We spent time reading Isaiah 61 and in prayer together for one another. Then it was off to Concordia Lutheran Church for the meeting of ELCA Lutheran pastors. We prayed, studied the Bible readings for Christ the King Sunday, prepared for sermons and shared updated about ministry locally and in the region.
After this I met with a leader of the NH League of Conservation Voters. He and the Council of Churches worked together in 2015 to create our Statement on the Stewardship of Creation. We talked about ways to take the next steps after that statement in 2018, including the upcoming legislative calendar but also ways to provide resources to local churches for their Bible studies, worship and sermons.
Robert Azzi was just named on NH Magazine’s It List for 2017. It’s easy to see why. He has offered his “Ask a Muslim Anything” program in many of our churches.
He also has a new article on Open Democracy, “Embracing holy envy: ‘Allahu Akbar.'” Here he offers an important method for beginning genuine interfaith understanding, beyond the reductions of reading books on “world religions:”
In 1985, Lutheran Bishop Krister Stendahl, in defending the building of a Mormon temple by The Church of Jesus Christ of Latter-day Saints in Stockholm, enunciated “Three Rules of Religious Understanding:”
“When trying to understand another religion, you should ask the adherents of that religion and not its enemies.”
The Revised Common Lectionary this Sunday points us to Matthew 25:14-30, the Parable of the Talents. It’s a parable with a well-known and time-honored interpretation: God is the landlord who gives money (talents) to his servants. The servants who return with more money are blessed, the one who does not is shamed and cast out. The interpretation is so ingrained that event the word “talent” has come to mean a personal gift for something. God gives us gifts (like hospitality, tongues, service, leadership, etc) and we should use those to grow God’s kingdom.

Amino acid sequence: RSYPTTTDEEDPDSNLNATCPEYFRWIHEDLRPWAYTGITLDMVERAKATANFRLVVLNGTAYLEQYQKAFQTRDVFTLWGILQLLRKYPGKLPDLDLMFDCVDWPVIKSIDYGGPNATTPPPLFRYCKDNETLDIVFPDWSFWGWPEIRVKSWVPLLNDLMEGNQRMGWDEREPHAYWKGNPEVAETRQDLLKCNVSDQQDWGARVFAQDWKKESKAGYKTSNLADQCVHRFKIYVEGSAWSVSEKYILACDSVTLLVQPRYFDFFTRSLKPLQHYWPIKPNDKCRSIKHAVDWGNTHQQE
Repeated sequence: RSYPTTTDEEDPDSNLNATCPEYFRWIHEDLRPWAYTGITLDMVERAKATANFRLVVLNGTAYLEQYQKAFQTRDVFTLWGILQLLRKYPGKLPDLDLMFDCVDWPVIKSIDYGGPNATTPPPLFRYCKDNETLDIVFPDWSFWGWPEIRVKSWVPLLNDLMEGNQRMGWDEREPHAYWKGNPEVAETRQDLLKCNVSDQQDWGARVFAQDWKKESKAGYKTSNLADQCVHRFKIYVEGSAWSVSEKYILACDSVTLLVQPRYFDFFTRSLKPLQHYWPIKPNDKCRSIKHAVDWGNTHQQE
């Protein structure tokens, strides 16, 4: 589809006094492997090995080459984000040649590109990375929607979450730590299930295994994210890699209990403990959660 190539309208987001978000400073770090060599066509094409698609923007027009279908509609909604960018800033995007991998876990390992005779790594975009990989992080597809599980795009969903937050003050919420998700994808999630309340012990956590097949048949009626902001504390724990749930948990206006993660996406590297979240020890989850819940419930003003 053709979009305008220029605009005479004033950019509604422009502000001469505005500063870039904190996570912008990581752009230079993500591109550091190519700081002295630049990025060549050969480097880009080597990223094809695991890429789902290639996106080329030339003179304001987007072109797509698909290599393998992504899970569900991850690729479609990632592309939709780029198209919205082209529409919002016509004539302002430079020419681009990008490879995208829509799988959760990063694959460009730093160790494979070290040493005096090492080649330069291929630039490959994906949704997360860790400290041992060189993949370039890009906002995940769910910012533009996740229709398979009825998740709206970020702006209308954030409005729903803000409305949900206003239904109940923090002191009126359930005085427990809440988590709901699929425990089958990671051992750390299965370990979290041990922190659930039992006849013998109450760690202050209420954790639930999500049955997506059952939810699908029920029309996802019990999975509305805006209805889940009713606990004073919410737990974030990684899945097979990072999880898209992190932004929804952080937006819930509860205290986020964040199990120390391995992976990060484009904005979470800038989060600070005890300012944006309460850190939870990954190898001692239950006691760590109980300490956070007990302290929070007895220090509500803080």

But this interpretation doesn’t always sit right in my gut. Here’s three reasons why:
If God is the landlord, then is God the author of inequality? Some are rich and some are poor. “To those who have, more will be given.” It hearkens to the now-rejected verse of All Things Bright and Beautiful:The rich man in his castle,
The poor man at his gate,
He made them, high or lowly,
And ordered their estate. (Source: CyberHymnal)
If material wealth and capital gains are the symbol of blessing, then is this a creeping-in of a “prosperity gospel?” After all, Jesus routinely says that the image of salvation is instead one of giving up, renunciation and self-sacrifice.
If we trust Matthew, then how should we read the symbols of talents and burial? His only other use of the word “talent” is in Matthew 18:23, and it isn’t a sympathetic one nor congruent with the idea of blessing. Further, in Matthew 13:44, buried treasure symbolizes the Kingdom and not failure and curse.
In Luke’s gospel, the also-familiar parable of the Good Samaritan has the third character in the trio as the hero of the story. How can I read the third person of this trio as a hero?
So, how can I read this differently? Here’s a few starting points:
Read the landlord not as a symbol for God but rather as a symbol for “the god of this age” (2 Corinthians 4:4).
The god “of this age” can be the author of inequality.
This landlord is always pleased when the first two servants play his game: turning money into more money, increasing the wealth gap and so on.
The third person in the trio has opted out. This poorest one refuses to play the games of the world by the landlord’s rules.
This landlord will punish harshly the third person, who many Bible commentaries name as lazy, unfaithful, slothful, neglectful, making excuses, etc. These are familiar insults heaped on the poor in our own day.
So, this parable becomes a parable of the Kingdom of God by highlighting the poor servant who refused to play the landlord’s twisted game. Of course, as Jesus always says, there are insults that come along with this (Matthew 5:11).
Could this reading be more faithful to the way of Jesus, even though it turns our usual interpretation upside-down? What do you think?